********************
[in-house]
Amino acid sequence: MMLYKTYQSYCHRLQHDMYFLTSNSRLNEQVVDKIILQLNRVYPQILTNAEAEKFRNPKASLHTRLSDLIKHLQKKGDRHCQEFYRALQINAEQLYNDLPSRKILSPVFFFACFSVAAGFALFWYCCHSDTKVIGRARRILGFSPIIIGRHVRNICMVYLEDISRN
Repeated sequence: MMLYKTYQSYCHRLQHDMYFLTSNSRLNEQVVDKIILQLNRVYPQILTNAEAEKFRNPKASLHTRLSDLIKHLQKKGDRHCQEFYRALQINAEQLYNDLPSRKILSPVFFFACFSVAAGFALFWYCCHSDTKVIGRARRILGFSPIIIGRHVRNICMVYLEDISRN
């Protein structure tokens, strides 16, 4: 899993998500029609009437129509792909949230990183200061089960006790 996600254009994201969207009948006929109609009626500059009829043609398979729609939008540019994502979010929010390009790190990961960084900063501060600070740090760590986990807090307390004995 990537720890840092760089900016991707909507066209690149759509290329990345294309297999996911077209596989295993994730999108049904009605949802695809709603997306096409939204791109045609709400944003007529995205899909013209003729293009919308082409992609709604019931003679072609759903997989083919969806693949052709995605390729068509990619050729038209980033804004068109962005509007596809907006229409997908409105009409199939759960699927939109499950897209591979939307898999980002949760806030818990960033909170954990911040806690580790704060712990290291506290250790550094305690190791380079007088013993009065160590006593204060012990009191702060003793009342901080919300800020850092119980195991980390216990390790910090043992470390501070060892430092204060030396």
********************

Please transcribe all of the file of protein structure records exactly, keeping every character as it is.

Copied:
[in-house]
Amino acid sequence: MMLYKTYQSYCHRLQHDMYFLTSNSRLNEQVVDKIILQLNRVYPQILTNAEAEKFRNPKASLHTRLSDLIKHLQKKGDRHCQEFYRALQINAEQLYNDLPSRKILSPVFFFACFSVAAGFALFWYCCHSDTKVIGRARRILGFSPIIIGRHVRNICMVYLEDISRN
Repeated sequence: MMLYKTYQSYCHRLQHDMYFLTSNSRLNEQVVDKIILQLNRVYPQILTNAEAEKFRNPKASLHTRLSDLIKHLQKKGDRHCQEFYRALQINAEQLYNDLPSRKILSPVFFFACFSVAAGFALFWYCCHSDTKVIGRARRILGFSPIIIGRHVRNICMVYLEDISRN
């Protein structure tokens, strides 16, 4: 899993998500029609009437129509792909949230990183200061089960006790 996600254009994201969207009948006929109609009626500059009829043609398979729609939008540019994502979010929010390009790190990961960084900063501060600070740090760590986990807090307390004995 990537720890840092760089900016991707909507066209690149759509290329990345294309297999996911077209596989295993994730999108049904009605949802695809709603997306096409939204791109045609709400944003007529995205899909013209003729293009919308082409992609709604019931003679072609759903997989083919969806693949052709995605390729068509990619050729038209980033804004068109962005509007596809907006229409997908409105009409199939759960699927939109499950897209591979939307898999980002949760806030818990960033909170954990911040806690580790704060712990290291506290250790550094305690190791380079007088013993009065160590006593204060012990009191702060003793009342901080919300800020850092119980195991980390216990390790910090043992470390501070060892430092204060030396």